Huge eruption almost sterilised the Earth in mass extinction event, study finds

Huge eruption almost sterilised the Earth in mass extinction event, study finds
By: Ritika shree
04 Oct 2017

A massive volcanic eruption in what is now known as Siberia sent the world spiralling into its worst extinction event, a new study has found.

The Great Permian Extinction, which occurred 252 million years ago, led to catastrophic environmental changes and wiped out as much as 96 percent of all species.

Lava flow from the massive volcanic eruption lasted for one million years, and released devastating amounts of greenhouse and sun-blocking gases.

Those chemicals triggered a dropping of the Earth's temperature.

Sun-blocking aerosols also stopped solar radiation reaching the Earth, which wreaked havoc on photosynthesis in the oceans and on land.

As a result, food chains crumbled and this in turn obliterated almost every living species on Earth.

The surviving four percent of living things allowed humans to evolve and stand where we are today.

Key to the findings of the study, which appears in journal Scientific Reports, was a global spike in the chemical element nickel at the time of extinction.

That nickel most likely came from huge volcanic eruptions in what is now Siberia.

These eruptions, researchers say, are associated with nickel-rich magmatic intrusions—rocks formed from the cooling of magma.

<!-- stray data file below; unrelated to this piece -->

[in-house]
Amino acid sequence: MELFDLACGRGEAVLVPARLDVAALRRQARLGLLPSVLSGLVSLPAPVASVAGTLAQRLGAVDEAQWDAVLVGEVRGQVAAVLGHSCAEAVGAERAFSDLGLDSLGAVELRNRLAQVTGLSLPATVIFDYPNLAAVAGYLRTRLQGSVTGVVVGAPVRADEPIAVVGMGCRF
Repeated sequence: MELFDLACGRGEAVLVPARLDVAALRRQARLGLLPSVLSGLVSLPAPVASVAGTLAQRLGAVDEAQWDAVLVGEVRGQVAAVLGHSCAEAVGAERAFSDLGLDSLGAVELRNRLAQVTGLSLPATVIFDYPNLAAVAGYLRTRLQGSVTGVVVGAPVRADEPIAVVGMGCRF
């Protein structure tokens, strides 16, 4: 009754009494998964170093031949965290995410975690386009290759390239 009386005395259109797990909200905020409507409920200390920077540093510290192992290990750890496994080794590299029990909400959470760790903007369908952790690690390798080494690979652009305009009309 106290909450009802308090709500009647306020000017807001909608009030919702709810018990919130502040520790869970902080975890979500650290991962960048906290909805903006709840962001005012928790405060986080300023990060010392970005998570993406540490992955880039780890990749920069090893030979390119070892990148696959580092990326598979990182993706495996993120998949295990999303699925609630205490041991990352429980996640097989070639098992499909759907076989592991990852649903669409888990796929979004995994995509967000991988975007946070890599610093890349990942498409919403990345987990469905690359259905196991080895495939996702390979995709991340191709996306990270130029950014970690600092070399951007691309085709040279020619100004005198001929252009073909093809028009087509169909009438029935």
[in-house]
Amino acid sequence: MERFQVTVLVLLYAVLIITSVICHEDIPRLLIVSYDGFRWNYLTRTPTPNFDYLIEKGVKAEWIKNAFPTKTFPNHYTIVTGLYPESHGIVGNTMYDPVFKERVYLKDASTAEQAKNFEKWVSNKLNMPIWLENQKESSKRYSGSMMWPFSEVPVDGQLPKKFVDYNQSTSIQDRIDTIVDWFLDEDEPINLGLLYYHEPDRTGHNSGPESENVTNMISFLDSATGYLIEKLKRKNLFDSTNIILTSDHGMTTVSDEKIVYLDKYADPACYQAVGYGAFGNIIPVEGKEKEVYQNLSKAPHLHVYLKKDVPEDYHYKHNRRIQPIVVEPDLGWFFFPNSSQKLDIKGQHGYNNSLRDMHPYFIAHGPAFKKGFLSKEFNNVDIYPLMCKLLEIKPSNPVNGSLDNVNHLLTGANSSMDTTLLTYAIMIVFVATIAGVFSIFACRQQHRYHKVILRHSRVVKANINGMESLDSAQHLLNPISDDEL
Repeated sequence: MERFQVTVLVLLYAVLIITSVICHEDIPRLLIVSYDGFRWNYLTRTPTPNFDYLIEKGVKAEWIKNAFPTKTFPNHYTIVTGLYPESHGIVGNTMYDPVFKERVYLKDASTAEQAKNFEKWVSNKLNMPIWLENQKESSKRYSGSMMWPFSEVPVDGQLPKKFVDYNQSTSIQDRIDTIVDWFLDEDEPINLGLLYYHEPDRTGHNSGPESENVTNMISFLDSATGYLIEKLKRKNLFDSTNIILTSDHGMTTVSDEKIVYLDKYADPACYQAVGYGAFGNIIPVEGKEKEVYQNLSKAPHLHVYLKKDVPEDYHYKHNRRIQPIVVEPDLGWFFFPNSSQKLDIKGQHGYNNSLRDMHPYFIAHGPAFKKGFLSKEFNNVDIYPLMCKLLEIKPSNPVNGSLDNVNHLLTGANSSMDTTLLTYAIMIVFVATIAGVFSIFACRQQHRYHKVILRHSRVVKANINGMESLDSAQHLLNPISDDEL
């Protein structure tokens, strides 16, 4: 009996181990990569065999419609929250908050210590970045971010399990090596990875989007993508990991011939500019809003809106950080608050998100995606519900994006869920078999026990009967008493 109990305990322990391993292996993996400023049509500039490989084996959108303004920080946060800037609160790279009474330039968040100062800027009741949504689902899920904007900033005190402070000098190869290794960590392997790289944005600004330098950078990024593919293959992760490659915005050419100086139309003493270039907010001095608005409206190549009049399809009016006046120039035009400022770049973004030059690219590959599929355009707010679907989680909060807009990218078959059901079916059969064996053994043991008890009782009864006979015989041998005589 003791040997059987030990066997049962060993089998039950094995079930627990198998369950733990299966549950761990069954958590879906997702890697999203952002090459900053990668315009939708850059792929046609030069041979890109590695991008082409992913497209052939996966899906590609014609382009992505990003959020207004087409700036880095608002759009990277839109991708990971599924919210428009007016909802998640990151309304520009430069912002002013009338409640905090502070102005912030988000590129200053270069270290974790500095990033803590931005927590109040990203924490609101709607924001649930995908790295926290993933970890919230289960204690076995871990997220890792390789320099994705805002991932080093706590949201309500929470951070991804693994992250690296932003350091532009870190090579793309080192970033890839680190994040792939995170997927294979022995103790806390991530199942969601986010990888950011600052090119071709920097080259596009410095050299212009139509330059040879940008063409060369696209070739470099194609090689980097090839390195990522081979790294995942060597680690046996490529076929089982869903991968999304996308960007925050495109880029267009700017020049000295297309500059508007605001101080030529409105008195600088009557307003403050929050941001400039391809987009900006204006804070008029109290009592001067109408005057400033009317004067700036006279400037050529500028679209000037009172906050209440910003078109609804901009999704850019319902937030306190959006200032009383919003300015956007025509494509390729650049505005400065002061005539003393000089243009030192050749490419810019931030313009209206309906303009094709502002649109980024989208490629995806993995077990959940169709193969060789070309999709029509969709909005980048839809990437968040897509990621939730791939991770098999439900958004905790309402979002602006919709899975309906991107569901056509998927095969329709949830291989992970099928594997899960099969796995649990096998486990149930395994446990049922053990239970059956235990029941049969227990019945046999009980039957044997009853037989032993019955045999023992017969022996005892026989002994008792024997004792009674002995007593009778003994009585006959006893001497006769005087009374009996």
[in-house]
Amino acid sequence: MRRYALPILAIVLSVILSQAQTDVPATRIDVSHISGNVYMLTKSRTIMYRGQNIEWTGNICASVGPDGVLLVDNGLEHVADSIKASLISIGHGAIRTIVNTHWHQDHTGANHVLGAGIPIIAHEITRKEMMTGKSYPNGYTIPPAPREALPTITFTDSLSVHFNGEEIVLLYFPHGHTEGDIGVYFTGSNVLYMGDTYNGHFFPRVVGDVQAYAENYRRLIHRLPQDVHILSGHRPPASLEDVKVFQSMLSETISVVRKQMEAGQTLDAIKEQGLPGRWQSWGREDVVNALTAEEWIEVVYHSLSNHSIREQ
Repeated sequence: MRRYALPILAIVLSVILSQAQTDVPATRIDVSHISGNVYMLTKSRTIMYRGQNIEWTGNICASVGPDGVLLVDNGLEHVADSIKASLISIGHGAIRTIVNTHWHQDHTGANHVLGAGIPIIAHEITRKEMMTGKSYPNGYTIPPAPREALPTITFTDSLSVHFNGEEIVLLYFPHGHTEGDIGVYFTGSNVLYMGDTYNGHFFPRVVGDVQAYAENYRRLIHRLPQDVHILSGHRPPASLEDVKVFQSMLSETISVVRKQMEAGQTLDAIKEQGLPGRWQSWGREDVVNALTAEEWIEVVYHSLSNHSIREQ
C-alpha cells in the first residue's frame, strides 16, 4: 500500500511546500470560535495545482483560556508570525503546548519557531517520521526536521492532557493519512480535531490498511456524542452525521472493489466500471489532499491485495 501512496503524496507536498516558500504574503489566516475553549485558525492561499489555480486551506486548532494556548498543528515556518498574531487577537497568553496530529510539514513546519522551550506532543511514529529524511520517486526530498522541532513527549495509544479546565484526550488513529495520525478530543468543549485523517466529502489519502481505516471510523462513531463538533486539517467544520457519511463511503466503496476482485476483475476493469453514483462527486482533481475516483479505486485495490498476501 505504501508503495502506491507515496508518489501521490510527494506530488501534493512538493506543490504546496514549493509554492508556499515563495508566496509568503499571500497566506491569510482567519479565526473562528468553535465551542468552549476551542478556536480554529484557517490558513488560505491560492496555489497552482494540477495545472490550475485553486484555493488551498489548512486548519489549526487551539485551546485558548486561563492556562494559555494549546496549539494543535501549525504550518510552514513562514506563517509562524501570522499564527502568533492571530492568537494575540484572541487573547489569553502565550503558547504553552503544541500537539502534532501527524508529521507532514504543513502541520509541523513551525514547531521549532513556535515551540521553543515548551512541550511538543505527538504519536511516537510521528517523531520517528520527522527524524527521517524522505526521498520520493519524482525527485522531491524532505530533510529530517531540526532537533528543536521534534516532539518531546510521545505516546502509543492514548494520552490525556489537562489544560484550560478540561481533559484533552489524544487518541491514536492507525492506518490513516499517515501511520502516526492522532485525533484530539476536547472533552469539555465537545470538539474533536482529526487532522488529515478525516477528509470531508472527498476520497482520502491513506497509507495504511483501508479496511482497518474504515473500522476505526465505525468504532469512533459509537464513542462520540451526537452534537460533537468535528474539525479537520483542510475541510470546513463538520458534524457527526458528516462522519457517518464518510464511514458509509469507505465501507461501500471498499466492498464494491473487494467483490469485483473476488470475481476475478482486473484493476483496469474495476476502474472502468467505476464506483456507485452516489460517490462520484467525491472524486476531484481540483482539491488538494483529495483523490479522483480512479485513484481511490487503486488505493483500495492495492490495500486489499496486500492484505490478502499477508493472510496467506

The rocks contain some of the greatest deposits of nickel ore on the planet.

Scientists documented anomalous peaks of nickel in regions ranging from the Arctic to India at the time of the Great Permian Extinction.

They found the nickel anomalies appeared to be a worldwide phenomenon.

The "nickel fingerprint" at the time of the extinctions convinced the scientists that it was the volcanic eruption in Siberia that produced intense global warming and the mass extinction event.

"The Siberian Trap eruptions were the catalyst for the most extensive extinction event Earth has ever endured," Sedelia Rodriguez, a co-author of the paper, said in a statement.

Rodriguez said the study would help scientists learn more about how events can trigger massive extinctions that affect both land and marine animals.